chaconne(redirected from Chaconde)
Also found in: Dictionary.
an old dance. The chaconne originated in the late 16th century and acquired its characteristic stately, majestic quality in the 17th century. It is danced in a slow tempo, in ¾ time. J. B. Lully used chaconnes as concluding pieces in his ballets.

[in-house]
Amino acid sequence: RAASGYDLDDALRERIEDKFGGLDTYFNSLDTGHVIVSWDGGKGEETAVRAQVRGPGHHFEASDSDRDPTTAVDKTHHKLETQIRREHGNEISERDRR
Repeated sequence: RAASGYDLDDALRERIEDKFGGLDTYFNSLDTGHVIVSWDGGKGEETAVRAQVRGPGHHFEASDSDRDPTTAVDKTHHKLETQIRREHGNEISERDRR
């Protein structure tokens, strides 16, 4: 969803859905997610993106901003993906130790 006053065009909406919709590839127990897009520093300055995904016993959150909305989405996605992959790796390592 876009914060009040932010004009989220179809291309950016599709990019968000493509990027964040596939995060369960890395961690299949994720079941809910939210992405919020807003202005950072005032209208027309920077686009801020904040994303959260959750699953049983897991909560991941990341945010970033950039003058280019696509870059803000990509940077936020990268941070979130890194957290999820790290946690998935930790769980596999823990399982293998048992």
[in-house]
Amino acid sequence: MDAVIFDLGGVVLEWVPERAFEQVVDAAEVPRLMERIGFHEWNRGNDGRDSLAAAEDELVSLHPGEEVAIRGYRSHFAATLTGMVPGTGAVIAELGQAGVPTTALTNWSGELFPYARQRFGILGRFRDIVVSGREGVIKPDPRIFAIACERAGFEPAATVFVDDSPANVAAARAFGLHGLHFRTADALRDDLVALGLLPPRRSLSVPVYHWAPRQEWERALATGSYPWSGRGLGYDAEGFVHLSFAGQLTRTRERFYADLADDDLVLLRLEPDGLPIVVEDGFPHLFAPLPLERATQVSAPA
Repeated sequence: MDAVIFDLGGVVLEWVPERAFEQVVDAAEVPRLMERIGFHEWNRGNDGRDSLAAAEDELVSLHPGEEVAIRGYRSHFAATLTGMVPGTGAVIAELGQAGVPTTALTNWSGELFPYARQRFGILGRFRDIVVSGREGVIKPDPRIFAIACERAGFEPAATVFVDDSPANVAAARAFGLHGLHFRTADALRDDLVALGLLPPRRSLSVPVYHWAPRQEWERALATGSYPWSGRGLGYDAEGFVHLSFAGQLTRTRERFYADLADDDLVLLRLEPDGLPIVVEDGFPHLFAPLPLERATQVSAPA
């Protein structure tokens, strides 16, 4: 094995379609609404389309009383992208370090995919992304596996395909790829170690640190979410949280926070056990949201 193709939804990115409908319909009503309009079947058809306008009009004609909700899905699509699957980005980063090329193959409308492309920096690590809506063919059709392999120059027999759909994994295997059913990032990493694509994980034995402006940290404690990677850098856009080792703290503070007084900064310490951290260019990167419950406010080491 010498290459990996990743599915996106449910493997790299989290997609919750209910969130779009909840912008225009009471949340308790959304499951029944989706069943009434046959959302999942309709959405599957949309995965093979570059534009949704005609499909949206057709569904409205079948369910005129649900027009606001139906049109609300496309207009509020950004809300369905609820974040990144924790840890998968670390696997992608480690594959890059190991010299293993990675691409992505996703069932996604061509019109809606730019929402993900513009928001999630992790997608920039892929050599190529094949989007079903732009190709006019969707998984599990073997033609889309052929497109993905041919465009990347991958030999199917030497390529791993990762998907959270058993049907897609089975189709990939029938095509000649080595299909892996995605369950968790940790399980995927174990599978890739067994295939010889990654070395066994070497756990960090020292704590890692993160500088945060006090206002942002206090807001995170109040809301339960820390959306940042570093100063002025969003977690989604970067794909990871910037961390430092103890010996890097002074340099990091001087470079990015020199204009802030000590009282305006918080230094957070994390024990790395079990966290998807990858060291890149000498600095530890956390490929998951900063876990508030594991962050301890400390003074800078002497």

In the 17th and 18th centuries the chaconne developed as an instrumental piece with a theme repeated in the bass, in a manner similar to the passacaglia. A chaconne for violin with bass attributed to T. Vitali and the chaconne from J. S. Bach’s Partita in D Minor for Unaccompanied Violin became especially popular. Many pieces have been composed in the chaconne form, including Beethoven’s 32 Variations on an Original Theme in C Minor for Piano. Composers of the 17th and 18th centuries used the chaconne form in opera finales.